To Cheerlead or Not to Cheerlead
May 6, 2011 by admncc
First off, let me take a minute to apologize to my loyal readers for being MIA for the past few weeks. My family was in the process of moving and I was up to my ears with boxes. And things with my day job have been very busy as well. Blogging is a just a hobby, so unfortunately, sometimes it comes in second.
But today’s topic is a great one to get back into the swing with. It’s surely one that everyone will have an opinion on. It involves the story of an 18-year-old student at Silsbee High School in Texas. The female student was raped at a house party. “One of the men involved pleaded guilty to a reduced charge of assault and was allowed to continue playing on Silsbee’s basketball team. When it came time to cheer this player during a game, HS (this is how she is identified in court documents) refused to cheer, and simply remained silent.”
That’s when the school got involved. “Richard Bain, the school’s superintendent, ordered HS, then 16, to cheer or be expelled from the squad. She refused and was expelled, and she and her family filed suit in Texas courts on free speech grounds.”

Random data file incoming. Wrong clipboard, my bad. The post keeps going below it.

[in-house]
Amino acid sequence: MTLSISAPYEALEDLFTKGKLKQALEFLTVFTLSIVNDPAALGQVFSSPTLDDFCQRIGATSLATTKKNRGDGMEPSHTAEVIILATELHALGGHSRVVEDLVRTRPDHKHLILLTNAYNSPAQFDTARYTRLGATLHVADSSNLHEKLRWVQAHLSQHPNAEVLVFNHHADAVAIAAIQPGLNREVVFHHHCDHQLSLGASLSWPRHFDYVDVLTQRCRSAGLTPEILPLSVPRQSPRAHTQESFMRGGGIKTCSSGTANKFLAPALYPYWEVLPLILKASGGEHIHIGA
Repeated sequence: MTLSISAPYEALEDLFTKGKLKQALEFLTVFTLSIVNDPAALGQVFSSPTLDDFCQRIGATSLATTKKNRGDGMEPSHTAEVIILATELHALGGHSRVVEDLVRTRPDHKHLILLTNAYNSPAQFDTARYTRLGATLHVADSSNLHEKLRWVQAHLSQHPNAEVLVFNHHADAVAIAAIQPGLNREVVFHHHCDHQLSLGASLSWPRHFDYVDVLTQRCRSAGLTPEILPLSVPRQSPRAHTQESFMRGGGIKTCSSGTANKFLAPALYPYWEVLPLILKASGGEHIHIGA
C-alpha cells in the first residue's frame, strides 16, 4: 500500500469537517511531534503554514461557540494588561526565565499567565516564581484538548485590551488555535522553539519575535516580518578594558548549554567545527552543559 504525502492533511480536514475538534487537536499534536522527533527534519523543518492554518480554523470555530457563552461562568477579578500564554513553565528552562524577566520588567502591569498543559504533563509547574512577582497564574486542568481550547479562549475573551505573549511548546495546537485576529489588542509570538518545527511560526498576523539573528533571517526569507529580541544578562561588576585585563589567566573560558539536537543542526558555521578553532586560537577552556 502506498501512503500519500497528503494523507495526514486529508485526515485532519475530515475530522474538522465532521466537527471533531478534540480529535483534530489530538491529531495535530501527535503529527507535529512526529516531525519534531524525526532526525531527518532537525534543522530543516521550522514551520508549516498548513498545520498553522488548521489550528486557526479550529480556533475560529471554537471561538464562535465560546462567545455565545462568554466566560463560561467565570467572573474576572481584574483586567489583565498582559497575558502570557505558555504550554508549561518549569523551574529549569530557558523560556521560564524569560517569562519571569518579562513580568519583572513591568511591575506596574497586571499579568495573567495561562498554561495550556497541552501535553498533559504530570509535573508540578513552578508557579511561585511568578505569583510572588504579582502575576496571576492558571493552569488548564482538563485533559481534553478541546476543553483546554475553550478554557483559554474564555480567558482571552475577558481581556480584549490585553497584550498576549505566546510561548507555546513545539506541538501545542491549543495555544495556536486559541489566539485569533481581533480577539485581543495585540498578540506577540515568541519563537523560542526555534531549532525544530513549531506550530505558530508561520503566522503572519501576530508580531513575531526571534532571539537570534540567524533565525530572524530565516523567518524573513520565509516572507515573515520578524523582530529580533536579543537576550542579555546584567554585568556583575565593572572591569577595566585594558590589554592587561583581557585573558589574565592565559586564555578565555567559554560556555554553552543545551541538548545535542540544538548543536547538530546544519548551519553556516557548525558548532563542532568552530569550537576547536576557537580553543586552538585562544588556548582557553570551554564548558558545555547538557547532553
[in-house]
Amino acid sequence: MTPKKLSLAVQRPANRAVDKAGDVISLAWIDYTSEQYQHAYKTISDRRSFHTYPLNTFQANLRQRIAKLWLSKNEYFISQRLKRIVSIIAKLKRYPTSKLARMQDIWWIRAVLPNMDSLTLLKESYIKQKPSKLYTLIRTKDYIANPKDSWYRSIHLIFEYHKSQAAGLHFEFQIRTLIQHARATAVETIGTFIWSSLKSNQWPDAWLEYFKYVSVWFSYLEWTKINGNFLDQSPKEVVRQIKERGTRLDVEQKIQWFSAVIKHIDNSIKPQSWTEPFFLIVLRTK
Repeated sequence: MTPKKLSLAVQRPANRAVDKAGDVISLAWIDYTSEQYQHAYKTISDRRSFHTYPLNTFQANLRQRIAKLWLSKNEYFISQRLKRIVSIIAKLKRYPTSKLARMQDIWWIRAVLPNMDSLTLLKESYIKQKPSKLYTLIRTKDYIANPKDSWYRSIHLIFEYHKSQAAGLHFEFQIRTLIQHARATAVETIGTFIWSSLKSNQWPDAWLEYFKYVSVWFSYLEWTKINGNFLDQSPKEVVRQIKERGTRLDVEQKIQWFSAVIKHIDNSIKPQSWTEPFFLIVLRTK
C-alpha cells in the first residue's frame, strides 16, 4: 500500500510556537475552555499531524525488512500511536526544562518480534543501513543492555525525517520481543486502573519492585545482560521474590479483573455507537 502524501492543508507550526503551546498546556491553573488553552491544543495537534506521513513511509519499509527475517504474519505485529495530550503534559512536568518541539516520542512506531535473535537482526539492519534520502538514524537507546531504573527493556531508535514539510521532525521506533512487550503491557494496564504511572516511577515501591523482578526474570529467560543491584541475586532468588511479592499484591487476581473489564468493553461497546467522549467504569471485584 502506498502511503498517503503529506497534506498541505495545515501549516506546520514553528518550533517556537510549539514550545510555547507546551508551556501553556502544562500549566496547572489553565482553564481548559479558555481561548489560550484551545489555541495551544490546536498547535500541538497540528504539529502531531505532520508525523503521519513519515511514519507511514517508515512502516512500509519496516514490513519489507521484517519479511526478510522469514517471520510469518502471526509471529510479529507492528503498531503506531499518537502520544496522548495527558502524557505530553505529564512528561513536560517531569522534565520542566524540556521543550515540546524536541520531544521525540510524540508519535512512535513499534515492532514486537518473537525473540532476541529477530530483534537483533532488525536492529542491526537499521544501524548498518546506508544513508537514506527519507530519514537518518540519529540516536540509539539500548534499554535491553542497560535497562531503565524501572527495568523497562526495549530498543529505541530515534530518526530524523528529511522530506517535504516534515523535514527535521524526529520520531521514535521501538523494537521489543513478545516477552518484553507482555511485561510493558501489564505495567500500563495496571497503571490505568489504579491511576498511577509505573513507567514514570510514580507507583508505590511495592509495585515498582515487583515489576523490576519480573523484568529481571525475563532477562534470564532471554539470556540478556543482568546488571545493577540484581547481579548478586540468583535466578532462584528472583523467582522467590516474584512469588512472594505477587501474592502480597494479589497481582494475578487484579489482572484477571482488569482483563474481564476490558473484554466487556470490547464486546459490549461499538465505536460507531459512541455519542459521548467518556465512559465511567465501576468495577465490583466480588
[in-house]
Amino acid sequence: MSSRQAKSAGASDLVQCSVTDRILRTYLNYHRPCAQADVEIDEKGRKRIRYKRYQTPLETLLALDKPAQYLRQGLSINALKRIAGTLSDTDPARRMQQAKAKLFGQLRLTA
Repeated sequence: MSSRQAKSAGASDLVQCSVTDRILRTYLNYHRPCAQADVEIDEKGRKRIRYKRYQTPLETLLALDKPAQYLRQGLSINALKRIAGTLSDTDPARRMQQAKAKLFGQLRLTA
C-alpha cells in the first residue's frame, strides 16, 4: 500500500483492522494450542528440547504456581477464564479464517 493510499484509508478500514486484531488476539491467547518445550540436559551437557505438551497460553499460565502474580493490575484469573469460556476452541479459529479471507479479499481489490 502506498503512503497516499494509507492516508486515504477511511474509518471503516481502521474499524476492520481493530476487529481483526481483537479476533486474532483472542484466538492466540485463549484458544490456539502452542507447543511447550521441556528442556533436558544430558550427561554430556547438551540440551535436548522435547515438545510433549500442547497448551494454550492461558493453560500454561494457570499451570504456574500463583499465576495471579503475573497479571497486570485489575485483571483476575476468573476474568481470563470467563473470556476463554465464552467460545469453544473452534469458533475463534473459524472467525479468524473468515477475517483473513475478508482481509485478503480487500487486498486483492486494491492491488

Not only did two state courts rule against her, but a federal appeals court decided that her suit was “frivolous” and ordered her to pay $45,000 in legal fees to the school district. “The U. S. Supreme Court on Monday, refused to hear the case, letting the appeals court ruling stand…leaving HS and her family on the hook for $45,000.” You can read the rest of the story here.
I think this story leads to any number of discussions. First, why was a rapist (or even a convicted felon) allowed to continue playing for the high school’s basketball team? Second, could it be argued that the school’s officials should have anticipated something like this would happen, considering they’re the ones that allowed the student to continue playing basketball and knew that HS was a cheerleader? Third, why would the superintendent take the “cheer or be expelled” stance? So you tell me…should freedom of speech reign true here or should the family now have to cough up $45k even though their daughter was one who was victimized?